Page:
The biggest waste of the film is Lewis Black. Black is known for some of the raunchiest and most scathing comedy stand-up in the world. His recent HBO special took digs at just about every major political figure you could think of, but it was hilarious. And it was smart. In this film he's reduced to a blathering alcoholic, and he's not funny. What's the point of hiring Lewis Black if he can't be funny?
Perhaps the film might have worked better if the plot had been tighter. But as it is, it's a rambling selection of college comedy cliches (the evil college dean, the overbearing frat boy) and "group of misfits banding together to overcome the suits and gain respect" cliches. The film is, quite simply, undercooked.
However, nothing in it is especially terrible (except for the fact that actress Diora Baird, who plays a stripper, never takes her clothes off), it's just nowhere near up to the level of its potential. With people like Lewis Black, Jonah Hill, and Steve Pink, you should have a home run. Instead we get a single.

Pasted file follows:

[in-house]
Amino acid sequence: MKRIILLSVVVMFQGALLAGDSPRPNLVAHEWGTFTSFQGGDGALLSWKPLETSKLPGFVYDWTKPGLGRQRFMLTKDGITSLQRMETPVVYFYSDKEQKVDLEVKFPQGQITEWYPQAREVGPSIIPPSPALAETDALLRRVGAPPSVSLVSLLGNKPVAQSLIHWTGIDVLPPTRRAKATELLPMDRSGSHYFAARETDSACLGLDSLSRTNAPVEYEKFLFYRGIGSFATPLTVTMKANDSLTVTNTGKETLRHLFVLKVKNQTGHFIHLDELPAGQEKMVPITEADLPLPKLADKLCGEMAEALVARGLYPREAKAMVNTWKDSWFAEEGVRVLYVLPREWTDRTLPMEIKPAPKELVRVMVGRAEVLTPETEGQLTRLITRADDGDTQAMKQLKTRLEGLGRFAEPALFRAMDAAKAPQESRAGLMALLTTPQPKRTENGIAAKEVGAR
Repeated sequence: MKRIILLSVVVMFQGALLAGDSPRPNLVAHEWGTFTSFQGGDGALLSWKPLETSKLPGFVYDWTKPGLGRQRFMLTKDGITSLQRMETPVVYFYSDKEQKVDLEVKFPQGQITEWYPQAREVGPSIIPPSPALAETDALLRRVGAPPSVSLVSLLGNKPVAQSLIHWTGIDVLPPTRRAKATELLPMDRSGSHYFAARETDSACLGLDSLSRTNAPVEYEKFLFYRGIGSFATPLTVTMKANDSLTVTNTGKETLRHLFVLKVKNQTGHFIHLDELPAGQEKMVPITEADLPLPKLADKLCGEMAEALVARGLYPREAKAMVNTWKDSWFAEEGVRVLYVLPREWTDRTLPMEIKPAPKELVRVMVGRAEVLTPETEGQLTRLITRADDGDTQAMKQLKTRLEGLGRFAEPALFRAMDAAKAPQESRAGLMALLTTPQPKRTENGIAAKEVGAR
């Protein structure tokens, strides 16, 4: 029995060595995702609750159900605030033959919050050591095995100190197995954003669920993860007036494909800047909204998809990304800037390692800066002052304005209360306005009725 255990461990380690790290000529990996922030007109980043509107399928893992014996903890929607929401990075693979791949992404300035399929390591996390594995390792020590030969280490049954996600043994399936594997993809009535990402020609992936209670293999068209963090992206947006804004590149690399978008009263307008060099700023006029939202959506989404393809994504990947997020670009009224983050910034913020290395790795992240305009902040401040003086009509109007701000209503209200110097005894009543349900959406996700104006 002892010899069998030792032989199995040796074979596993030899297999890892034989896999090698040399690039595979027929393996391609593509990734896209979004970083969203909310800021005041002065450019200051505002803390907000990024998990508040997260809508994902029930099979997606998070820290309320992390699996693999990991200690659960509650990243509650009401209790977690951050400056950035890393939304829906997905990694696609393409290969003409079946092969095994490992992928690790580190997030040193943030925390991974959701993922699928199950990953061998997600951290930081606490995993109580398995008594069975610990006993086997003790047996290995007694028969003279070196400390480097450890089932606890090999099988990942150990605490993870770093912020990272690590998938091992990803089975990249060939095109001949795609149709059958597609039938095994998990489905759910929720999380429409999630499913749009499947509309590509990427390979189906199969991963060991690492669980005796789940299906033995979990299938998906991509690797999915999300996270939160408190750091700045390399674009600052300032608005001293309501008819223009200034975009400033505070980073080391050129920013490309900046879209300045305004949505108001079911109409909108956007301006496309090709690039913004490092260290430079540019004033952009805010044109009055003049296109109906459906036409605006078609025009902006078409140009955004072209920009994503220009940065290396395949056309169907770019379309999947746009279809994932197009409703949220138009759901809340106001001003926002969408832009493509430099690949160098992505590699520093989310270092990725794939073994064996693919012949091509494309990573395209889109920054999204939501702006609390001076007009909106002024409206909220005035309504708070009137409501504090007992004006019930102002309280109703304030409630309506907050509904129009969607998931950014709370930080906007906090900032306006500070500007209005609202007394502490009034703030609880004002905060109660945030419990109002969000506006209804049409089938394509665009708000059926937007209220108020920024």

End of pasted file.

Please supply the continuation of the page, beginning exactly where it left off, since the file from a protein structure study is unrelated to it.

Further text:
The HD DVD:
Accepted may not seem like the first choice for an HD DVD. There's not much action, or scenic locales, or anything of that nature. Despite that, this is a brand new film and the HD image on it is great. The filmmakers shot the movie simply and plainly, without any filters or stylized looks. The result is a crystal clear image with plenty of detail and sharpness. Colors pop outdoors, and you can make out every little nook and cranny of the Harmon Psychiatric Hospital. While it's not quite up there with the best transfers, it's still damn good.
Accepted isn't an audio-heavy film. Most of it is dialogue and music, with the exception of a motorcycle leaping into a pool or two. Overall, there's nothing wrong with the Dolby Digital Plus 5.1 mix whatsoever. Like the movie itself, it's nothing spectacular, but it gets the job done. Also included are French and Spanish language 5.1 tracks.